Egyptian satirist Bassem Youssef released a three-minute promotional video for his upcoming digital satirical series, in which the former television personality mocks the rise of Islamophobia in the United States.
The sketch revolves around an imaginary device, Breathe Easy, that promises consumers to detect “radical enzymes” in whoever uses the device and determine whether they are “safe” on a spectrum of “loves hummus” to “ISIS supporter.”
“Xenophobia and discrimination against others because of their skin, religion, gender, views, orientation and ethnicity is a plague that the whole world has. I hope there would be similar attempts in my own part of the world because we do have our own prejudices and intolerance. Satire is a great remedy for this and I hope we keep using it to bring people together,” Youssef said in a Facebook post.
In the video, Youssef pays homage to running jokes from his time as the host of Al-Barnameg in Egypt, including the infamous “Complete Cure Device” that a military doctor had once promised would cure Hepatitis C. As he speaks in English, the subtitles shown at the bottom of the screen translate the dialogue into colloquial Arabic filled with Egyptian humor.
The 10-episode series, titled The Democracy Handbook, will air on July 7 on media network Fusion’s digital platform, F-Comedy. Each 5-minute episode will tackle a different topic, from the presidential elections to immigration, in what Youssef described as a journey to “uncover the fifty shades of democracy.”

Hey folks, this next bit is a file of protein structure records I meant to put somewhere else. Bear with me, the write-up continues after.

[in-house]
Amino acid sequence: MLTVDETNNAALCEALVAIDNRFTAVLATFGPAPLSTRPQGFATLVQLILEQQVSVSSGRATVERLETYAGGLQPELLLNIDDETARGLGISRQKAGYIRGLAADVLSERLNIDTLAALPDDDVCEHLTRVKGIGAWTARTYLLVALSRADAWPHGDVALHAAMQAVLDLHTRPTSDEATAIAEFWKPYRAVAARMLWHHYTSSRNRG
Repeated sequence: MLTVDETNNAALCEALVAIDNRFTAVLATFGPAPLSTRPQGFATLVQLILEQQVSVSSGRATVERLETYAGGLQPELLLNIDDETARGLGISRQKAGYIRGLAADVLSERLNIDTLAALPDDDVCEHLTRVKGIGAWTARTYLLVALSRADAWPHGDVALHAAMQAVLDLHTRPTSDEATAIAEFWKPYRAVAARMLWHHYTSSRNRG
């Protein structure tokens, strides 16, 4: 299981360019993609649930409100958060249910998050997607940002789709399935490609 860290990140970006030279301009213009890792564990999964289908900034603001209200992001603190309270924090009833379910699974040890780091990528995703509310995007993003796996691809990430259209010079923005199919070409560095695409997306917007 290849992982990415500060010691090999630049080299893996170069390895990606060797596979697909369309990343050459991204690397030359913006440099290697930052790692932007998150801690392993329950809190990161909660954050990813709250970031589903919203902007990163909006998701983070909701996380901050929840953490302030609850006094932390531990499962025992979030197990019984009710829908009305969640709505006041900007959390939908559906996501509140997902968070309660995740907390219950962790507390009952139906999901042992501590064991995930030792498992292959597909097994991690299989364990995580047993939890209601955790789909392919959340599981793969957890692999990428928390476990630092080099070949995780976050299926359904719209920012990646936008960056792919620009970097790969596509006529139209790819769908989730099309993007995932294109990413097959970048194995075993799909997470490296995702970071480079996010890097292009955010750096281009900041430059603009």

“Discussing, exposing and satirizing the political scene here in the States is something I am very excited about and hopefully I will be able to get Fusion in trouble along the way! Between issues like guns, white supremacist militias and Donald Trump, I am certain we won’t be lacking in any material,” Youssef said.
Since his abrupt departure from Egypt’s small screen in 2014, Youssef has embarked on a number of high-profile ventures. In addition to being selected as a resident fellow at the Harvard Institute of Politics and hosting the International Emmy Awards, Youssef has also been working on Tickling Giants, a biopic of his life and career as a political satirist, which is due to be released this year.
Despite numerous offers from international channels and networks, Youssef maintained that he would not bring back his popular show, El Bernameg, saying that the show “belongs to Egypt.”